Tearing Down Walls

Tearing Down Walls

HERE'S WHAT NEEDS TO GO - BE ACTIVE, BUILD BRIDGES, CLOSE GAPS

HERE'S WHAT NEEDS TO GO  - BE ACTIVE, BUILD BRIDGES, CLOSE GAPS

Monday, June 26, 2017

White People Keep Finding New Ways to Segregate Schools


For the past few years, residents in the city of Gardendale, Alabama, have been pushing to take over a county high school, a middle school, and two elementary schools from the greater Jefferson County school system, one of several districts still bound by a federal desegregation order. 

Residents argue that they want local control. The city’s mayor went so far as to tell the Washington Post that it was about “keeping our tax dollars here with our kids, rather than sharing them with kids all over Jefferson County.” 

Opponents of the plan, though, claim the move is mired in racial overtones and the pursuit of a divided system that benefits Gardendale’s families at the expense of others in the county.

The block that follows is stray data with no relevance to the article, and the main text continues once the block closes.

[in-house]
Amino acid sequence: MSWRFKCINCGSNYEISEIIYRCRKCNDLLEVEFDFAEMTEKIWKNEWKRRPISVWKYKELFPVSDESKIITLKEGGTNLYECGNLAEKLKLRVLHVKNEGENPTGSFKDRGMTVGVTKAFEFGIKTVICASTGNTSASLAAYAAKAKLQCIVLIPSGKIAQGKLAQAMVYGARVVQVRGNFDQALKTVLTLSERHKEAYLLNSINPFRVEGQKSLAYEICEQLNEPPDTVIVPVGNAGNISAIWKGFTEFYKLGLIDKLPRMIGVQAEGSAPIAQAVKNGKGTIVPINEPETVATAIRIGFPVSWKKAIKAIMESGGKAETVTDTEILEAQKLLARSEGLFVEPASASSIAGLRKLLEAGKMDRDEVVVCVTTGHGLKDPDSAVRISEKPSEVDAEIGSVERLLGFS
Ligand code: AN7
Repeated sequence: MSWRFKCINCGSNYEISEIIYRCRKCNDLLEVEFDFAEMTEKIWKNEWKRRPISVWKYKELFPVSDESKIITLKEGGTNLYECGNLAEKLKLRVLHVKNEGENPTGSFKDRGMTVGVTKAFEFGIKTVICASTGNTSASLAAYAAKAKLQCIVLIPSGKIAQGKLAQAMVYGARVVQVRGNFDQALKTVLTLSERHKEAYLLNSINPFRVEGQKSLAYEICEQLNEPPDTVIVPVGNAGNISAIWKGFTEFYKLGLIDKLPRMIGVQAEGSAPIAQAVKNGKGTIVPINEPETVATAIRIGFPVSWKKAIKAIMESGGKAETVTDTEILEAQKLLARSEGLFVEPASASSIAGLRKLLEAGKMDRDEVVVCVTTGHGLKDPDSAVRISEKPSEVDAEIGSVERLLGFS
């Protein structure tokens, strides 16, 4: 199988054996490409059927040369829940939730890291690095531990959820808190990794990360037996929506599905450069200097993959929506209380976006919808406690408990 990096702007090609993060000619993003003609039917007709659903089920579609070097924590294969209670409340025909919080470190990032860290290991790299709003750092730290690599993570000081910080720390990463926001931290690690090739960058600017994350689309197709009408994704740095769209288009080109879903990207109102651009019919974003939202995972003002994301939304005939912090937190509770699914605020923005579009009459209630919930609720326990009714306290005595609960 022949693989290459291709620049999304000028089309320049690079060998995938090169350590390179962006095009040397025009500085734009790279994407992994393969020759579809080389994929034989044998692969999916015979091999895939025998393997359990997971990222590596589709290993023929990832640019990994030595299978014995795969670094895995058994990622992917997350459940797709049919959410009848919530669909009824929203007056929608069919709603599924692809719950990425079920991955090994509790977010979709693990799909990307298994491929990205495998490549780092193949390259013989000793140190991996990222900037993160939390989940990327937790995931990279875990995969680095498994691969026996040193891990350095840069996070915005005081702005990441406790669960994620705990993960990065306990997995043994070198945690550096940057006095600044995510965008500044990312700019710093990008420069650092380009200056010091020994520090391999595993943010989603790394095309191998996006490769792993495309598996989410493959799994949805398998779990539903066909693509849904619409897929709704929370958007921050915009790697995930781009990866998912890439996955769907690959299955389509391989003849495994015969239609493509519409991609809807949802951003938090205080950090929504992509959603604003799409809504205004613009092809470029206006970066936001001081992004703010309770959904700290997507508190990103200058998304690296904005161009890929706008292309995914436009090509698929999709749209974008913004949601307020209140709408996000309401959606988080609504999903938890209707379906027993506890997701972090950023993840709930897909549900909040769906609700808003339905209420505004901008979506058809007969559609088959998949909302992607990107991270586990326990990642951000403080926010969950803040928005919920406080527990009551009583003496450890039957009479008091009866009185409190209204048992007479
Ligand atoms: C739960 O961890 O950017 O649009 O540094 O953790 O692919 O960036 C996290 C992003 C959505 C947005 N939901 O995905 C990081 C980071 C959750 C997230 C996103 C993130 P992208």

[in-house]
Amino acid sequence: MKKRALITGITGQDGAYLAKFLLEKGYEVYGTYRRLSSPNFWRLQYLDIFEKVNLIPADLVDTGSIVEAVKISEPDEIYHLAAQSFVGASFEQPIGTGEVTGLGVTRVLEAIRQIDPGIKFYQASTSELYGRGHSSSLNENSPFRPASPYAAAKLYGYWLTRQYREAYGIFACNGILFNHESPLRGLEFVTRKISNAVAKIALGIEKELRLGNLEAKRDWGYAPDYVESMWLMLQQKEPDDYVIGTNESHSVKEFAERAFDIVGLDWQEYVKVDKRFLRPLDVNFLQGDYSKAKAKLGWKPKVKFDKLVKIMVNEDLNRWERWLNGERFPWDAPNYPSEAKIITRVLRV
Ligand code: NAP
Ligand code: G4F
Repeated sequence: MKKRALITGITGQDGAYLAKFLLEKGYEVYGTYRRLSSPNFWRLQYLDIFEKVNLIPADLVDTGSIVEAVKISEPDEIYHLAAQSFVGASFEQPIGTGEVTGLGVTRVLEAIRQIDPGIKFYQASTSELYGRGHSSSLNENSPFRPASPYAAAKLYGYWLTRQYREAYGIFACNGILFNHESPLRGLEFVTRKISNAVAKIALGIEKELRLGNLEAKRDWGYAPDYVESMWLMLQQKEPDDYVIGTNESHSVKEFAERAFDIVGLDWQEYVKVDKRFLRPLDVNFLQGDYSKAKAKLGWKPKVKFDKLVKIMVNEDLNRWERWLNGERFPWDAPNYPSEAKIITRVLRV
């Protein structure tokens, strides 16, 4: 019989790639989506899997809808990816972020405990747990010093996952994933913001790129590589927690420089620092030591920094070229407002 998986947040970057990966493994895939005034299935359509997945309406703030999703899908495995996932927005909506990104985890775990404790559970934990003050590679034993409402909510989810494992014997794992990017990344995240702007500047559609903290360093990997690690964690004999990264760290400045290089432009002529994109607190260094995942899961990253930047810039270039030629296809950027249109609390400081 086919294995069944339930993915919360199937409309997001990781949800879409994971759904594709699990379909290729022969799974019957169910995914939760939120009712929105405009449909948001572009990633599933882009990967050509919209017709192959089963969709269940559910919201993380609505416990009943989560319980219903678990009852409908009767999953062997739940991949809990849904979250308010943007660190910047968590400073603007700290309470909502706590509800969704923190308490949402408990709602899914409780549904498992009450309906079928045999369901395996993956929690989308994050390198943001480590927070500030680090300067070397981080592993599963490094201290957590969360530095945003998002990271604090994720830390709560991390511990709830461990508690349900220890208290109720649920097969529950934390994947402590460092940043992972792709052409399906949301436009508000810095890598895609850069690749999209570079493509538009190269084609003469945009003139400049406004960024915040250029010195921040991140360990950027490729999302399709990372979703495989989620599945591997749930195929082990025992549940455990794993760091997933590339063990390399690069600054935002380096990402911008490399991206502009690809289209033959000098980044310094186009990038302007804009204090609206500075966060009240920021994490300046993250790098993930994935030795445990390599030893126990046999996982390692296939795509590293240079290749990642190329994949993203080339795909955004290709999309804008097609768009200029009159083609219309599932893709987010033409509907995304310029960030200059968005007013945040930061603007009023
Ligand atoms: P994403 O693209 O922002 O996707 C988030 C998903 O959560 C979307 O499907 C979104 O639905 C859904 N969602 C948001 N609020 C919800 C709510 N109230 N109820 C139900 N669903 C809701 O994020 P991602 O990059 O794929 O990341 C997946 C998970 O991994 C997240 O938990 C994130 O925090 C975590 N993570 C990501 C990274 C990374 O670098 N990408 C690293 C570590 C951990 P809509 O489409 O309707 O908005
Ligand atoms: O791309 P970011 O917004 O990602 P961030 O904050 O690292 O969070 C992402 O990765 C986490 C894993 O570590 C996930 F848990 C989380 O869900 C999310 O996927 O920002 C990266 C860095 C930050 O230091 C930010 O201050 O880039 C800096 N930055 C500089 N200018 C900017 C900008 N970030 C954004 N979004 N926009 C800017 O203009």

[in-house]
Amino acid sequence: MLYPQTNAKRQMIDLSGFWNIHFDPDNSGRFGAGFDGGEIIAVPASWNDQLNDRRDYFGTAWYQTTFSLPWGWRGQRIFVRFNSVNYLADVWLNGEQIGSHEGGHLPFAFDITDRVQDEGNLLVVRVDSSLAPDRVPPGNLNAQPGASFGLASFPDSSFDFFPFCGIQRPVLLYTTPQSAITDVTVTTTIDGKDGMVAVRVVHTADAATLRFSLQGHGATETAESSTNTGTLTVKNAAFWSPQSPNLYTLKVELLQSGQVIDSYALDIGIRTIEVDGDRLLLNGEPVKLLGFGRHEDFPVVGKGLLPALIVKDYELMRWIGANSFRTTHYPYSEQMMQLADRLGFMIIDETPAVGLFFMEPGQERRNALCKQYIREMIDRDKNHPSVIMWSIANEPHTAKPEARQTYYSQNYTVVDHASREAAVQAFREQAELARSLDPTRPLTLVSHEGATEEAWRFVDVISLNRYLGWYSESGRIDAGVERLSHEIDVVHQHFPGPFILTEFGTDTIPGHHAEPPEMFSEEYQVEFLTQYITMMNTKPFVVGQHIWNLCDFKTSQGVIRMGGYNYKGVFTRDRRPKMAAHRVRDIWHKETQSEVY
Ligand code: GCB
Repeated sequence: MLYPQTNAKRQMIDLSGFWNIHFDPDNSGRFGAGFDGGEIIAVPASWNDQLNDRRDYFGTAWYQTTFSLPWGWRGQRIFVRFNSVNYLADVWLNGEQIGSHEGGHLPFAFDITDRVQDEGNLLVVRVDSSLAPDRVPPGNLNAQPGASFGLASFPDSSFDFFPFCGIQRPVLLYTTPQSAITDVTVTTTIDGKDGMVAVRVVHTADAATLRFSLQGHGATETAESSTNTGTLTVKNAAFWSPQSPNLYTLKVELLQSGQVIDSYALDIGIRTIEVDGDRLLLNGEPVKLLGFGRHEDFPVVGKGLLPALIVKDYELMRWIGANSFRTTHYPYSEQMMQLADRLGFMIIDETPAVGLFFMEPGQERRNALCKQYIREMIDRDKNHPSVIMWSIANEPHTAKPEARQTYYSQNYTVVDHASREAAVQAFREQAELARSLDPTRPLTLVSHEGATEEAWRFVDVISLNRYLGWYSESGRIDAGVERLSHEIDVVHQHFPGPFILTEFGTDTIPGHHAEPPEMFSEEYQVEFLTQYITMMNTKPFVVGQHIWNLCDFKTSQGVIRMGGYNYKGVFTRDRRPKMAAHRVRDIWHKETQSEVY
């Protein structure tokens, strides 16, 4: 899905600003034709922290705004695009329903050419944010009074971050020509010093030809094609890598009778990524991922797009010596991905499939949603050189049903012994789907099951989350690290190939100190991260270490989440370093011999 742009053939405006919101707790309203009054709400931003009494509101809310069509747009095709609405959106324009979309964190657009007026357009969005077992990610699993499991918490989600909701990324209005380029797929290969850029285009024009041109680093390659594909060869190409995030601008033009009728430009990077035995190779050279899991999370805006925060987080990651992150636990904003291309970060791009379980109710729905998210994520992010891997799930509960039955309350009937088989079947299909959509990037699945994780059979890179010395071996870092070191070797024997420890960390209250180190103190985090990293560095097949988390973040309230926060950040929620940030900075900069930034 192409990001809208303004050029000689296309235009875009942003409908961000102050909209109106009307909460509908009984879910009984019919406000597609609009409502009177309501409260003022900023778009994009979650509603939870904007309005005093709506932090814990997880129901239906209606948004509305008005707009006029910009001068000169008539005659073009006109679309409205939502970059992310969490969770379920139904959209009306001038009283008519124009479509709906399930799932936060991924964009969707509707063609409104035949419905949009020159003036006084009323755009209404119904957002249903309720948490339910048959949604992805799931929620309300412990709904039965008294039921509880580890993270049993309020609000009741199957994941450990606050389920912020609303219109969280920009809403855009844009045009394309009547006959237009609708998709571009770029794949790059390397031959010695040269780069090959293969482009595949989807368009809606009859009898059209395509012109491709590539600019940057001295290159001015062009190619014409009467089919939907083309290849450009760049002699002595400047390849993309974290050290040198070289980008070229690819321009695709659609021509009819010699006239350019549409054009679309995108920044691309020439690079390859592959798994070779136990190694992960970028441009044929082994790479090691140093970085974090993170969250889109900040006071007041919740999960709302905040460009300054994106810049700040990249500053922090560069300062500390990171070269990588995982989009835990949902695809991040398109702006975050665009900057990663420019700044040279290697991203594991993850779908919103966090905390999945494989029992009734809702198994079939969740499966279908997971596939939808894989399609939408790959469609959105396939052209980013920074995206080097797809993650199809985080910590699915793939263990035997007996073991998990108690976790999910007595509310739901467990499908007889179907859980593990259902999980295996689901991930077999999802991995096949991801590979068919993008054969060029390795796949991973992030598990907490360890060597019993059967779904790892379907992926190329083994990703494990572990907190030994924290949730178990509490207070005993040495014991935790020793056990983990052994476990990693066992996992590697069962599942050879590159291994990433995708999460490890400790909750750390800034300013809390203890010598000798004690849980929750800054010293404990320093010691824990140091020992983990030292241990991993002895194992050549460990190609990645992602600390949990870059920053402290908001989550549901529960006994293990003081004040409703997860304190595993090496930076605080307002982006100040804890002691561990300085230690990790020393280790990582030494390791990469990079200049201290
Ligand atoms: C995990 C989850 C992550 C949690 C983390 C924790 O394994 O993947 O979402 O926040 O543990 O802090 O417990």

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Sunday, June 25, 2017

Let's Declare Civility, Openness, And Common Sense


In the course of human events it is necessary, now and again, to renew our commitment to the principles and practices that made our country great in the first place.
Our country has always held what the Declaration of Independence says about certain “Truths”: They are “self-evident, that all Men are created equal, that they are endowed by their Creator with certain unalienable Rights, that among these are Life, Liberty, and the pursuit of Happiness.”
Regrettably, we forget these simple truths sometimes.
To renew our passion for the free and equal pursuit of life, liberty and happiness, we need a new declaration that promotes civility, open conversation and common sense.
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Saturday, June 24, 2017

10 Myths About Immigration That Need Debunking

Myths about immigration and immigrants are common. Here are a few of the most frequently heard misconceptions—along with information to help you and your students separate fact from fear.
When students make statements that are unfounded, one response is to simply ask, "How do you know that’s true?" Whatever the answer—even if it’s "That’s what my parents say"—probe a little further. Ask, "Where do you think they got that information?" or "That sounds like it might be an opinion, not a fact." Guide students to find a reliable source for accurate information and help them figure out how to check the facts.